Western media was abuzz Wednesday with reports, citing anEnglish-language story on the Web site of the official People’sDaily newspaper, that China plans to create a set ofChinese-language domain names as part of a bid to split China offfrom the Internet. There was just one problem: the story wasn’ttrue.

The China Internet Network Information Center (CNNIC) has had asystem of three Chinese-character domain names in place since 2002.The domain names, which appear to be top-level domain names,actually operate under the .cn top-level domain name, which is alsoadministered by CNNIC and is part of the domain-name system (DNS)managed by the Internet Corporation for Assigned Names and Numbers(ICANN).

A CNNIC spokeswoman Wednesday confirmed that there are no newadditions to the available Chinese-character domain names and saidno major changes are planned for how China administers theInternet. “We have no intention to create a new root server orsplit off from the Internet,” she said.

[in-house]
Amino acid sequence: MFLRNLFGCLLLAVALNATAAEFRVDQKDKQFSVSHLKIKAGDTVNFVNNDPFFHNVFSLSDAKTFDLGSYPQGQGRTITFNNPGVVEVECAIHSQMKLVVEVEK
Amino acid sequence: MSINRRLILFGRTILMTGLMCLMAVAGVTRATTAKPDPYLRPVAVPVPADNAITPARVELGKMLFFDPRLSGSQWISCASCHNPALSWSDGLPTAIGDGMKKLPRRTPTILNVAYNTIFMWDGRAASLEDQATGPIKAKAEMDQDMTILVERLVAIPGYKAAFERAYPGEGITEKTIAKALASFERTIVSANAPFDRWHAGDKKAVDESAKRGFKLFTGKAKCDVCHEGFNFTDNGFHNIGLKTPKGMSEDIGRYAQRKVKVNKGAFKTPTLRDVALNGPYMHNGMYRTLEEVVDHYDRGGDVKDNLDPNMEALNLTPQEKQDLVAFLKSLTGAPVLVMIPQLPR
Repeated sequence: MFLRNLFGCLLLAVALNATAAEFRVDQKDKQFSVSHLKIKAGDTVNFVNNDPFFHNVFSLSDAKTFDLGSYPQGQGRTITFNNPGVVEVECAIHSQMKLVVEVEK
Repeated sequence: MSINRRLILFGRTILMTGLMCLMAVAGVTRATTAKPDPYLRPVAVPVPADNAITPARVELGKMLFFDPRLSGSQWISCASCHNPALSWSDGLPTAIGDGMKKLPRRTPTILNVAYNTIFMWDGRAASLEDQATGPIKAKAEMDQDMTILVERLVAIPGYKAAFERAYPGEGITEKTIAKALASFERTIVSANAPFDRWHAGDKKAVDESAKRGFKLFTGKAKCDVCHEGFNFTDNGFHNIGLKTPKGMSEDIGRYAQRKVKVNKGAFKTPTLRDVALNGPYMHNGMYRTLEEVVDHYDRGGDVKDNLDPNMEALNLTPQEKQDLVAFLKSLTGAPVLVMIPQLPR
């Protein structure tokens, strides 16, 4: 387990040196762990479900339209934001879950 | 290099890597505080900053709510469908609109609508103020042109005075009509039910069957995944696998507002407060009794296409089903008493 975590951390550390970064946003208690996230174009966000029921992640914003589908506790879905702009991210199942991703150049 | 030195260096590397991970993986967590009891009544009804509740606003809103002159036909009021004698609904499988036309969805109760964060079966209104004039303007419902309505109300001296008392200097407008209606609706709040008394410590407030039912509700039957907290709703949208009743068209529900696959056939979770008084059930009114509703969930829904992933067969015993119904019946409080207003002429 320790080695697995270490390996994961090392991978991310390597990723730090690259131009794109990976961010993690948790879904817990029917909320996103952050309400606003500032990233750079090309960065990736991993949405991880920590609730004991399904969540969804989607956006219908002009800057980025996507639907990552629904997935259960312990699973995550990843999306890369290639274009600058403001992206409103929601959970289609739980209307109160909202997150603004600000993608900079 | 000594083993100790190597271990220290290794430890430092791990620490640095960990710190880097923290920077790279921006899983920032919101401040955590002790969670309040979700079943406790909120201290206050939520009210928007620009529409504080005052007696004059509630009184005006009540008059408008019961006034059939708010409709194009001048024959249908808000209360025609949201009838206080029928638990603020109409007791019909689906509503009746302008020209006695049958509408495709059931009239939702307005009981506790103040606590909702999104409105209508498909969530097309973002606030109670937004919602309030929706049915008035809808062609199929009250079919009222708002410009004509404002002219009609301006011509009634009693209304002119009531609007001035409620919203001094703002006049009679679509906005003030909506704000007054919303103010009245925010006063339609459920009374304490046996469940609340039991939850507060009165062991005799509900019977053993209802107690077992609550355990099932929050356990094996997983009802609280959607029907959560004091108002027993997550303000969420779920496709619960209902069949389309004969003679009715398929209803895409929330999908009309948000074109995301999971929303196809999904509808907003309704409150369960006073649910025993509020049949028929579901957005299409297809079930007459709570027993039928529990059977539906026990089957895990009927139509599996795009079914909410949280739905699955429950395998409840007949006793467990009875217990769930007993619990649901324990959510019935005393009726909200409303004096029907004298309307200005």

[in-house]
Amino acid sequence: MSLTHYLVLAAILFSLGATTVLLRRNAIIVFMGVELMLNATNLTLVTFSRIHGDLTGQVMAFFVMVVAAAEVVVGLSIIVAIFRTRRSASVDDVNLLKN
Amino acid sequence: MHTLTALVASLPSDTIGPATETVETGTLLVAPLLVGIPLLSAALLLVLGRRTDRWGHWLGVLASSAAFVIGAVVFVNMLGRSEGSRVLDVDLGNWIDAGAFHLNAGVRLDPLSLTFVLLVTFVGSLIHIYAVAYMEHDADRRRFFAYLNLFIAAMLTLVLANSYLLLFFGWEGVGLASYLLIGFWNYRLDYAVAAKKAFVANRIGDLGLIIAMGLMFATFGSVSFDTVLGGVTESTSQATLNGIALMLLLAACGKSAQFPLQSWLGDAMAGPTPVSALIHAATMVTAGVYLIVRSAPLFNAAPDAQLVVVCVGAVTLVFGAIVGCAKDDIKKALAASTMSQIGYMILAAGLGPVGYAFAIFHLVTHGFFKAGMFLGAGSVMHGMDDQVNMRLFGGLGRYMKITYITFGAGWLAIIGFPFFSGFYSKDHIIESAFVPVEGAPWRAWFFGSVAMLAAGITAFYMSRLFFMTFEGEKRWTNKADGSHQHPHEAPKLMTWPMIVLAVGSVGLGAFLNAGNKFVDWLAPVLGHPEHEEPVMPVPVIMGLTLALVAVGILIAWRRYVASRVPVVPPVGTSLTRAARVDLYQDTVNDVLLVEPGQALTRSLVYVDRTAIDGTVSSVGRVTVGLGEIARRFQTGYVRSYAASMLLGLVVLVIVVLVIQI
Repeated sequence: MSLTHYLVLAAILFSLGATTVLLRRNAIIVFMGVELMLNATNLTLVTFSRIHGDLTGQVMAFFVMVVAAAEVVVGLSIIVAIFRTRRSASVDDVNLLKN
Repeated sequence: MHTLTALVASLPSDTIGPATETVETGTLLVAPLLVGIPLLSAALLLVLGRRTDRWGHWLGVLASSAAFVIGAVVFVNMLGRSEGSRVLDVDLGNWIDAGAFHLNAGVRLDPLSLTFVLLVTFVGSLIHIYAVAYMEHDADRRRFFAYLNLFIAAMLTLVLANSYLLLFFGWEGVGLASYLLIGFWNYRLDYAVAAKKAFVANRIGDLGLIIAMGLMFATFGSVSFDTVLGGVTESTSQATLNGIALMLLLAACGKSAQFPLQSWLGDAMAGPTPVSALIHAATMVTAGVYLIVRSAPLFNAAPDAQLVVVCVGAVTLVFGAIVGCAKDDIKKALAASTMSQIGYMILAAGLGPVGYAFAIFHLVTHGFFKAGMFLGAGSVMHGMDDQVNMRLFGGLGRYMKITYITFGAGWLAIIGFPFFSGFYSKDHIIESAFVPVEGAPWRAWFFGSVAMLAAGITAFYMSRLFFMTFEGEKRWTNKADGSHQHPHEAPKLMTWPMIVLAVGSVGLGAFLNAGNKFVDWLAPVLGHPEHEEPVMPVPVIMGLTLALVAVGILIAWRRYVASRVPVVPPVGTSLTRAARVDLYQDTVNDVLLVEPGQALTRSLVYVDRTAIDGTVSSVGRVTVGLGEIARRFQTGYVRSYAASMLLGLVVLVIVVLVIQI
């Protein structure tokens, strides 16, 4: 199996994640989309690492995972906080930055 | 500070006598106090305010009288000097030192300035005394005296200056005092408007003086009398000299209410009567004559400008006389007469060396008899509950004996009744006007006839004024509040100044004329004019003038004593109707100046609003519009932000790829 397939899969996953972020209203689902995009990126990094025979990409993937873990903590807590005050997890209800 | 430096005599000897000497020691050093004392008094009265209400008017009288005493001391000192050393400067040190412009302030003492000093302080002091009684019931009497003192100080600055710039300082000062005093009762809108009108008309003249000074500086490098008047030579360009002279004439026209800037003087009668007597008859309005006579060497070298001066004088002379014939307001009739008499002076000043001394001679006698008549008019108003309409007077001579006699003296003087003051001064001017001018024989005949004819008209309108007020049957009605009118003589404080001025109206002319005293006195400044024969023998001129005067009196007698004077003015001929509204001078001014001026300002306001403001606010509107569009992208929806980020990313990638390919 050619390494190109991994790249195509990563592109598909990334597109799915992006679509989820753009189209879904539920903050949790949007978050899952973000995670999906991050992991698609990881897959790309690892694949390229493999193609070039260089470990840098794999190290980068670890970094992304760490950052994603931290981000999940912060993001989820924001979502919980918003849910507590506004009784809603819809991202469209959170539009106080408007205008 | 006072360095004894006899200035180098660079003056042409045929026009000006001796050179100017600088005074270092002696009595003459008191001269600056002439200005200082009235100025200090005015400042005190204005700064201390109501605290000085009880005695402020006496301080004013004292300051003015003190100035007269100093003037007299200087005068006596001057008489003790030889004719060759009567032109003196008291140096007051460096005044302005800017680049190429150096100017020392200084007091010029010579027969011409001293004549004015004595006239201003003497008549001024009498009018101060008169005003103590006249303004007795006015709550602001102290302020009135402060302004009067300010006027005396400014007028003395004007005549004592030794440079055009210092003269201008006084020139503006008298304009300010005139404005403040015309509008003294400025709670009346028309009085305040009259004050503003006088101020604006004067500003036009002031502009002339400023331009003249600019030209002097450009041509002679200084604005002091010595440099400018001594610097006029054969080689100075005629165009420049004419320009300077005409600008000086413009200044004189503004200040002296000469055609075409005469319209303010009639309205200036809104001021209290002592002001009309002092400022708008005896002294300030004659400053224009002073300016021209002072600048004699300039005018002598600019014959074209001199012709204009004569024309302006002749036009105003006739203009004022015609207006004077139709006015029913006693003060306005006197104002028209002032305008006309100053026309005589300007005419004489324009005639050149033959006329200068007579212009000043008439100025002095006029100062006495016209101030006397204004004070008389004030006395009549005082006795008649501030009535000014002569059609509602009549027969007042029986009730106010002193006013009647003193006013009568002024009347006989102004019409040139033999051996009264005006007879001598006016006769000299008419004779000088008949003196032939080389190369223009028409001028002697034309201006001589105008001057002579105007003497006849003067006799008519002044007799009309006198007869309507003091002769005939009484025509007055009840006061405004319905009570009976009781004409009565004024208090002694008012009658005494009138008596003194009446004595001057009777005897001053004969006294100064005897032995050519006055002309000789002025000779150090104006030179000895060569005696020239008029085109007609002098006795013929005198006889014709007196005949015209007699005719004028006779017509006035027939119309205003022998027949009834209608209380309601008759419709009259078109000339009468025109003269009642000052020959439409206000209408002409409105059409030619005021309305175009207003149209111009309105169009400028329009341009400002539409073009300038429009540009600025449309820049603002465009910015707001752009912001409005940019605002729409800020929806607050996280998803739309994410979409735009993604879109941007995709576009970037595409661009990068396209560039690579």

Tina Dam, ICANN’s chief generic top-level domain registry liaison,also sought to set the record straight Wednesday, saying thePeople’s Daily report may have resulted from a misunderstanding ofwork already in progress that involves second-level domains, suchas the Chinese-character domain names already in use inChina.

The People’s Daily report covered a brief announcement postedonline by China’s Ministry of Information Industry (MII) on Feb.24. That announcement, entitled “MII announcement regardingadjustments to the Chinese domain name system,” heralded thecreation of a .mil second-level domain under .cn.

The MII announcement was accompanied by the revised regulationsoutlining the Chinese domain name system, including details of thethree previously announced Chinese-character domain names. Therevised regulations took effect on March 1.

Although the People’s Daily report mentioned these details, itmistakenly described the existing Chinese-character domain names asbeing outside the Internet domain-name system managed by ICANN.